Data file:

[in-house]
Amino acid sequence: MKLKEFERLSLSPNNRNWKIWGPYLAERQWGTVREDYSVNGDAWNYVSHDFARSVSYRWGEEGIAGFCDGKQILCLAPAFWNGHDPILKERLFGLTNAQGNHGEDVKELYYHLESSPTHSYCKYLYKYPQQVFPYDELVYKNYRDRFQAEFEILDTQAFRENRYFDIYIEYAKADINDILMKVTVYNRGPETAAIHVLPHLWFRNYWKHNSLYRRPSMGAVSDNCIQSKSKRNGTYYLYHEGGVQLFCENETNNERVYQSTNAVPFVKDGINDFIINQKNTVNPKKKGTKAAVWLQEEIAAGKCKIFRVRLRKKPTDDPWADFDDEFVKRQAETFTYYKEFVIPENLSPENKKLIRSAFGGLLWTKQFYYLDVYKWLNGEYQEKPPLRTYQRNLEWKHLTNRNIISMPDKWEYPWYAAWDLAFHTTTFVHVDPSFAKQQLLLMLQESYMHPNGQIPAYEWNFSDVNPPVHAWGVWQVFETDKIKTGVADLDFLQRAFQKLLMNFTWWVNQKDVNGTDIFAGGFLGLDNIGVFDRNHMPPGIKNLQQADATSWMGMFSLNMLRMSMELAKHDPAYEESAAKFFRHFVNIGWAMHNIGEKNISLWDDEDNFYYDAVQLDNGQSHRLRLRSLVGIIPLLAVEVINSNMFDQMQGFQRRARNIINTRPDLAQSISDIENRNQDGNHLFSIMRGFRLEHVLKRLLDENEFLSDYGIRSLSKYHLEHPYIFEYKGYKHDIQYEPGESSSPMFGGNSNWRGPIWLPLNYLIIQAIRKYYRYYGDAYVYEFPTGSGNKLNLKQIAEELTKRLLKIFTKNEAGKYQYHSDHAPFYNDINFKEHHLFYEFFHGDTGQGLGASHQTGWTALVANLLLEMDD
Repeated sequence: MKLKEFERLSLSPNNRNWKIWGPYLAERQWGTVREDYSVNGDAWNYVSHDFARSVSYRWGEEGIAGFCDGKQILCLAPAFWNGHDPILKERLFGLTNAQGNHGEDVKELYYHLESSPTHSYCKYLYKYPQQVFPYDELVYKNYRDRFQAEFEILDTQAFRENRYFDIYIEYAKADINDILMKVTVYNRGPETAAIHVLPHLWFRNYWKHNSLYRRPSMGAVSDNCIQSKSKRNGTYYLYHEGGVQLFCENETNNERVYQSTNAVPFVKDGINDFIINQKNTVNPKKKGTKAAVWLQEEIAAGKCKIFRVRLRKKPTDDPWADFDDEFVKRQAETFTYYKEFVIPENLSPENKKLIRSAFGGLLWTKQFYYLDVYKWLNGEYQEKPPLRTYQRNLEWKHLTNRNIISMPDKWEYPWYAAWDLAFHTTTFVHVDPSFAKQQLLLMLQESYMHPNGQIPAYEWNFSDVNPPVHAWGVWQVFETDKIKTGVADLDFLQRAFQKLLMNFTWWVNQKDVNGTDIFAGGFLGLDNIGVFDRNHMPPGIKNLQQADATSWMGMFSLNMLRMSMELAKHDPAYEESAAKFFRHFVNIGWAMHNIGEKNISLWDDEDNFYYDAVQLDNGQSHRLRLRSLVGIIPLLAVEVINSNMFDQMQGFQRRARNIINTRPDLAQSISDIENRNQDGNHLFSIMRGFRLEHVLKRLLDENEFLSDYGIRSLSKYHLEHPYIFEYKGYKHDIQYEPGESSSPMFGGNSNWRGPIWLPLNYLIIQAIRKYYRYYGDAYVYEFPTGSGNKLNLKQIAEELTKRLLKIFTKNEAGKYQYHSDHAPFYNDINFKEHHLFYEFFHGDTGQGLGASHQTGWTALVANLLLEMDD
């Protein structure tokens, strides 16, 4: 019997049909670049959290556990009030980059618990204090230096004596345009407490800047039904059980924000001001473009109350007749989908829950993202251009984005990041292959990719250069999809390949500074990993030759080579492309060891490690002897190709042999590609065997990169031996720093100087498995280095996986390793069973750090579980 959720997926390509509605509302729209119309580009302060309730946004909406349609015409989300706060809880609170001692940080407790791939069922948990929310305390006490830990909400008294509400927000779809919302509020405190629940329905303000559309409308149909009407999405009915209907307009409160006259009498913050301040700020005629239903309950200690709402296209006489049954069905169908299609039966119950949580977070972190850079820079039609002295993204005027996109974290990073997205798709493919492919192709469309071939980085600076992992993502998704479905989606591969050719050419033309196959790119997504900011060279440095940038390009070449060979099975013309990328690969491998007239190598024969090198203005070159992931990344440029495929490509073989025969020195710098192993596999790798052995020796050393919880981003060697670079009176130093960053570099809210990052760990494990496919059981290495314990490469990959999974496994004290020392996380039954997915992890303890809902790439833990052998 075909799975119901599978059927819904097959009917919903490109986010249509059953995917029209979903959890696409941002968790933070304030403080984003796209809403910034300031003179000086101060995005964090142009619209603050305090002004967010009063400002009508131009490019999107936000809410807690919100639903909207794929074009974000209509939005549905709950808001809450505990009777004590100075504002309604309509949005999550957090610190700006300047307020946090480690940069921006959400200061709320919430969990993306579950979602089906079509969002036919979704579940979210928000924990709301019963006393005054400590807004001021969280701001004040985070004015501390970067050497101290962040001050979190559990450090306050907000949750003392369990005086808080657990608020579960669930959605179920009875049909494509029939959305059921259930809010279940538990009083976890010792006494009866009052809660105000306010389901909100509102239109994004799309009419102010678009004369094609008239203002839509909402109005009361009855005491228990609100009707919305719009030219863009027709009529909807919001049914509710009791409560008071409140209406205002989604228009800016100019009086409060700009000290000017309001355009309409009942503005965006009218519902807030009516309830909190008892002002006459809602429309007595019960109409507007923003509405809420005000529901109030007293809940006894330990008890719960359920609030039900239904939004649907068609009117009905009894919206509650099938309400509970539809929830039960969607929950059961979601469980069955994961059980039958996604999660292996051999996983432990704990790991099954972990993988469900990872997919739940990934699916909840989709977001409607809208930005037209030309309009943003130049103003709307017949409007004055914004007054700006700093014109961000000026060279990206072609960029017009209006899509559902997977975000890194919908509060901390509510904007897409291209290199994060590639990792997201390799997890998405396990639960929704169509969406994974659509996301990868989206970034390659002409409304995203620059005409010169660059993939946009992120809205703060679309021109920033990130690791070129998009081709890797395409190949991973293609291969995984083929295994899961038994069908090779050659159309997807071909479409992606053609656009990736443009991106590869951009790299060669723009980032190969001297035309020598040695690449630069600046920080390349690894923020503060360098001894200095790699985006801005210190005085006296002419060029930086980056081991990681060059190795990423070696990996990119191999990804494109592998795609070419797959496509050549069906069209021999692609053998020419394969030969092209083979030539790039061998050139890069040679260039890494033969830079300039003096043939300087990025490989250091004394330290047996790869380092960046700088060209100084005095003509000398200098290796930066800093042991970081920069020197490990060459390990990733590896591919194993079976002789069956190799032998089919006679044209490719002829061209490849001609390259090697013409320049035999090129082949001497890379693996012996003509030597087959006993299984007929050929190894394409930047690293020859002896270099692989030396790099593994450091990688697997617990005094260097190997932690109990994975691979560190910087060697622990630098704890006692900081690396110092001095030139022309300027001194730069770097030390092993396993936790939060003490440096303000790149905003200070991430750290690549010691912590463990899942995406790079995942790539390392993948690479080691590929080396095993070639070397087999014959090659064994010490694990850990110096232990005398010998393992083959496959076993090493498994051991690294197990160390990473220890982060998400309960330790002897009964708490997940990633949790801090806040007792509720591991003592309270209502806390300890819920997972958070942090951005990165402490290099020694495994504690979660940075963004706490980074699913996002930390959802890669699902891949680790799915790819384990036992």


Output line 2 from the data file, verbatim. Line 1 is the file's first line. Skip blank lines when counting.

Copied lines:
Amino acid sequence: MKLKEFERLSLSPNNRNWKIWGPYLAERQWGTVREDYSVNGDAWNYVSHDFARSVSYRWGEEGIAGFCDGKQILCLAPAFWNGHDPILKERLFGLTNAQGNHGEDVKELYYHLESSPTHSYCKYLYKYPQQVFPYDELVYKNYRDRFQAEFEILDTQAFRENRYFDIYIEYAKADINDILMKVTVYNRGPETAAIHVLPHLWFRNYWKHNSLYRRPSMGAVSDNCIQSKSKRNGTYYLYHEGGVQLFCENETNNERVYQSTNAVPFVKDGINDFIINQKNTVNPKKKGTKAAVWLQEEIAAGKCKIFRVRLRKKPTDDPWADFDDEFVKRQAETFTYYKEFVIPENLSPENKKLIRSAFGGLLWTKQFYYLDVYKWLNGEYQEKPPLRTYQRNLEWKHLTNRNIISMPDKWEYPWYAAWDLAFHTTTFVHVDPSFAKQQLLLMLQESYMHPNGQIPAYEWNFSDVNPPVHAWGVWQVFETDKIKTGVADLDFLQRAFQKLLMNFTWWVNQKDVNGTDIFAGGFLGLDNIGVFDRNHMPPGIKNLQQADATSWMGMFSLNMLRMSMELAKHDPAYEESAAKFFRHFVNIGWAMHNIGEKNISLWDDEDNFYYDAVQLDNGQSHRLRLRSLVGIIPLLAVEVINSNMFDQMQGFQRRARNIINTRPDLAQSISDIENRNQDGNHLFSIMRGFRLEHVLKRLLDENEFLSDYGIRSLSKYHLEHPYIFEYKGYKHDIQYEPGESSSPMFGGNSNWRGPIWLPLNYLIIQAIRKYYRYYGDAYVYEFPTGSGNKLNLKQIAEELTKRLLKIFTKNEAGKYQYHSDHAPFYNDINFKEHHLFYEFFHGDTGQGLGASHQTGWTALVANLLLEMDD